Don't have the foot bent up or down:
The rear legs are just decorative and can be attached with some M6 nuts and bolts:
The tail is also just decorative. Use an M6 nut and bolt to attach it:
The spring just rests loosely on the bolt:
Attach the wooden bead, using a little Blu-tak if needed to hold it in place:
We will be coding use MakeCode. We can drag and drop code blocks to build up our program. Nice and easy!
If you want a head-start, use this version that has the on start code already done:
You should see the starter code open up in a browser window:
Click on the Edit button in the top right and the code editor will open up:
You will see a group of functions. These are already written for you. You don't need to touch these. These functions control the servo motors.
Add two code blocks, on start and forever. You can find these in the Basic tab on the left. These code blocks are where you will enter your code to call the functions to move the servos.
Standard servo motors can move 180 degrees. They cannot fully rotate. When you code them, you need to set the angle you want them to move to.
Let's set the intial angle for all servos to 90 degrees. This will be their "neutral" position. Once we have set the servos to their neutral position we can check that the legs of the robot are in the correct position!
Click on the Variables tab:
Select the set block (note that the name of the variable may be different to that shown):
Drop the set block into the on start block and set the variable name to currentLeftHipAngle and the value to 90:
Duplicate the set block 3 more times:
and set the other 3 servo angles as follows:
Note the set numSteps is set to 50. This tells the functions that drive the servos to move the servos in 50 steps, which gives a nice smooth movement.
Now we need to actually move the servos. For this we need to make function calls. The call blocks can be found in the Functions tab under Advanced:
Set up the following code in the on start block:
The 0 values tell the servos to now move to their default position (90 degrees).
Now we can upload this code to the Microbit to set the initial servo angles.
Plug the big end of USB cable into your computer:
Then plug the small end into the Microbit:
You should see a Microbit drive appear on your computer (which will look different if you are on a Mac or Windows PC):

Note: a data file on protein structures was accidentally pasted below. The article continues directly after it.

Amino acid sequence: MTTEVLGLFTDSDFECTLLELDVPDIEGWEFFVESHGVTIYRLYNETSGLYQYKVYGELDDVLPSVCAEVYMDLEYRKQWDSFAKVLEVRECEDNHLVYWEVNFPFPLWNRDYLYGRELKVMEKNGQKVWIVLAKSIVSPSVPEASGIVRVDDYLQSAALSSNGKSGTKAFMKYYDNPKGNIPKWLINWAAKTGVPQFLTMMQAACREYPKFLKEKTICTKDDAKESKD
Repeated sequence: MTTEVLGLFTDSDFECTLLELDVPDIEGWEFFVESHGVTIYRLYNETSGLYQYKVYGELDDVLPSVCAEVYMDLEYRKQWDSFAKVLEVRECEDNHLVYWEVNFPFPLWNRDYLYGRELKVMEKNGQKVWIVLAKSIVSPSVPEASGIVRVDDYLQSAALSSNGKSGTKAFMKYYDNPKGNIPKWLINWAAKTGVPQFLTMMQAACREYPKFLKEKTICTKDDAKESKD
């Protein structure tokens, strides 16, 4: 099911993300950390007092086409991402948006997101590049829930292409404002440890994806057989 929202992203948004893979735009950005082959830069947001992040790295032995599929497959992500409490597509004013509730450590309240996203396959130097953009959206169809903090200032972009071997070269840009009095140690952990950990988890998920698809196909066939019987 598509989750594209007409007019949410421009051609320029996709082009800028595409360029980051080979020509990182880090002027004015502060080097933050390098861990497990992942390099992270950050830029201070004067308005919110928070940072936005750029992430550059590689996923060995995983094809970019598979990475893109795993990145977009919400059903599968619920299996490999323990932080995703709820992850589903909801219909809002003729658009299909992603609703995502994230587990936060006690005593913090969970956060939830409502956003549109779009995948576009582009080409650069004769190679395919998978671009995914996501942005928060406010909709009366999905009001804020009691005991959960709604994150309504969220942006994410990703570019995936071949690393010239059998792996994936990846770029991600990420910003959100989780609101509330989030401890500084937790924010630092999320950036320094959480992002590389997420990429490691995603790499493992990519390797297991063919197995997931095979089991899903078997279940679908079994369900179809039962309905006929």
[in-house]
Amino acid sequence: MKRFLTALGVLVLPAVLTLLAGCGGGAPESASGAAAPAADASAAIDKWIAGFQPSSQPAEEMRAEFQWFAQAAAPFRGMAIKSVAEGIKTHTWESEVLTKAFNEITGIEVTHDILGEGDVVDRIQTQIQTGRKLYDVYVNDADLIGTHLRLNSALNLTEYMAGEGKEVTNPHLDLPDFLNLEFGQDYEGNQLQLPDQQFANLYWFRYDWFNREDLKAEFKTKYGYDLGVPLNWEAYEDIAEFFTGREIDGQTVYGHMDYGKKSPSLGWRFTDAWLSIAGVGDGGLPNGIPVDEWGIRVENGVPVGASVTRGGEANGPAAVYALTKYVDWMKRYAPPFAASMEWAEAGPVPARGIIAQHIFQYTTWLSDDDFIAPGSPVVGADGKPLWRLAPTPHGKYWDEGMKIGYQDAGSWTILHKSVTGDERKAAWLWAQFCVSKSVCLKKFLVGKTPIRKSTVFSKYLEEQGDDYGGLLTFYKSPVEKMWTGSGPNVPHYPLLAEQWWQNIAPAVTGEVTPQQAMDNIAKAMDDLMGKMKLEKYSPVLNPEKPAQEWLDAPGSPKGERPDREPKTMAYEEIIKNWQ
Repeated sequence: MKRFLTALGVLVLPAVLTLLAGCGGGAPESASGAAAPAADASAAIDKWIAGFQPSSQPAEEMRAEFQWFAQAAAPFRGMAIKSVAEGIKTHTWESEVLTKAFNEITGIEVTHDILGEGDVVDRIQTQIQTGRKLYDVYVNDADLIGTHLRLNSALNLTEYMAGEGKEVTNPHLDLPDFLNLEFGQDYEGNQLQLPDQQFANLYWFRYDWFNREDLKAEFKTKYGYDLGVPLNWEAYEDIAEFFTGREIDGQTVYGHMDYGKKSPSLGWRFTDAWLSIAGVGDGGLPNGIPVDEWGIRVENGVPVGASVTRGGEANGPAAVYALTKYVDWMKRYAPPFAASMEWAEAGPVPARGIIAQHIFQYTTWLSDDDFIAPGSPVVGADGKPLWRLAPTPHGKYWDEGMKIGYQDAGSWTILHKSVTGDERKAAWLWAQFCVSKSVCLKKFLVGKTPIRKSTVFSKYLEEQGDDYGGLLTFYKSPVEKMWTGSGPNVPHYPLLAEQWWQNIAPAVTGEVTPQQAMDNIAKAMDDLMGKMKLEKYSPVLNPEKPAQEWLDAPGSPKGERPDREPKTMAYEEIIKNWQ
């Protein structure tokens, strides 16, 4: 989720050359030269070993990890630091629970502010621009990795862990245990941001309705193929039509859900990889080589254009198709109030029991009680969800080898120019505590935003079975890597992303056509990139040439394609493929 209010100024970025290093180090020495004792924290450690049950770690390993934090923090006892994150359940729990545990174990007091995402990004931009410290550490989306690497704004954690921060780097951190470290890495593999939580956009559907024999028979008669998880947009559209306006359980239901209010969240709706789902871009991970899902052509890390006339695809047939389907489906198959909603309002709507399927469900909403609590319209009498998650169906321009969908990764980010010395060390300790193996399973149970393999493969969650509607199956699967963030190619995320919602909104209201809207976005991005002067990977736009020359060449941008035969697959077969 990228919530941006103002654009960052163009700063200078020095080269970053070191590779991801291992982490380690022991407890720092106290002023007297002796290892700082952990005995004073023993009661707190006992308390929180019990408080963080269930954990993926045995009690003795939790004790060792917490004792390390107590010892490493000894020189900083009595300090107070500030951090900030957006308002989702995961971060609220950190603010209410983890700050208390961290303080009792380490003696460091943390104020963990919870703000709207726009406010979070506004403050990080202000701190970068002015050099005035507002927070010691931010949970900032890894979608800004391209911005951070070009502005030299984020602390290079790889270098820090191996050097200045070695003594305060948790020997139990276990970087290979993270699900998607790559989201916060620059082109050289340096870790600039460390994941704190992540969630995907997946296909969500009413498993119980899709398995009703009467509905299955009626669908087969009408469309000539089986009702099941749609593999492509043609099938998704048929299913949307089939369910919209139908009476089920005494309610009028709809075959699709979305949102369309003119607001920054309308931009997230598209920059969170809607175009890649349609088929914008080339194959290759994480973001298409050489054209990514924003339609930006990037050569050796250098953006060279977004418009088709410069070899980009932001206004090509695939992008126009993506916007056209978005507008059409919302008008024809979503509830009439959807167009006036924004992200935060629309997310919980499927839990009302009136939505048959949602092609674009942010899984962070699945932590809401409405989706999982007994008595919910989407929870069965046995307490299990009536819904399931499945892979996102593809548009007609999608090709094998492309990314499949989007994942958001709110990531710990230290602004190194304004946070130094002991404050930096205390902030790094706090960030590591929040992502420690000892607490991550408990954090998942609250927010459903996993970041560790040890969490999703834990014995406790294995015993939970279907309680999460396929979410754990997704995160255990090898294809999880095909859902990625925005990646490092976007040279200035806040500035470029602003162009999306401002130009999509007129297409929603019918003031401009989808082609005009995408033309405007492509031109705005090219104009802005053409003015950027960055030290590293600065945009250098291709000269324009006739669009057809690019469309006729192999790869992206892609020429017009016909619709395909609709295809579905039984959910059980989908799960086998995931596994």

Then click the Download button in the Makecode editor:
Drag the file that is downloaded (which should be called something like microbit-crawler-bot.hex) and drop it on the MICROBIT drive that should appear on your computer. If you do this right, the yellow light on the Microbit should start flashing. When this is done, the servos should move to their default positions.
Warning! Try not to turn the servo motors with your hands. You can easily damage them.
Now check that the legs are in the correct position. First, check the hips. View the robot from the top and check that the hips are at right angles to the servo. These servos should be correct as they were calibrated for you with the kit.
Then place the robot on a table and view the robot from the front. The knees should be straight and touching the table:
If the feet are not straight and touching the table, remove them and adjust their position.
Now let's make the right leg move. In the existing forever block, add the following code:
Download the code and copy it onto the Microbit again. The right hip should move back and forwards.
The numbers in the call to the rightHip function determine the position of the servo motor. In the code above, position 1 is forward, position -1 is backward and position 0 is the neutral position.
Now add code to make the left hip move. Add this to the same forever loop.
Download the code and copy it onto the Microbit again.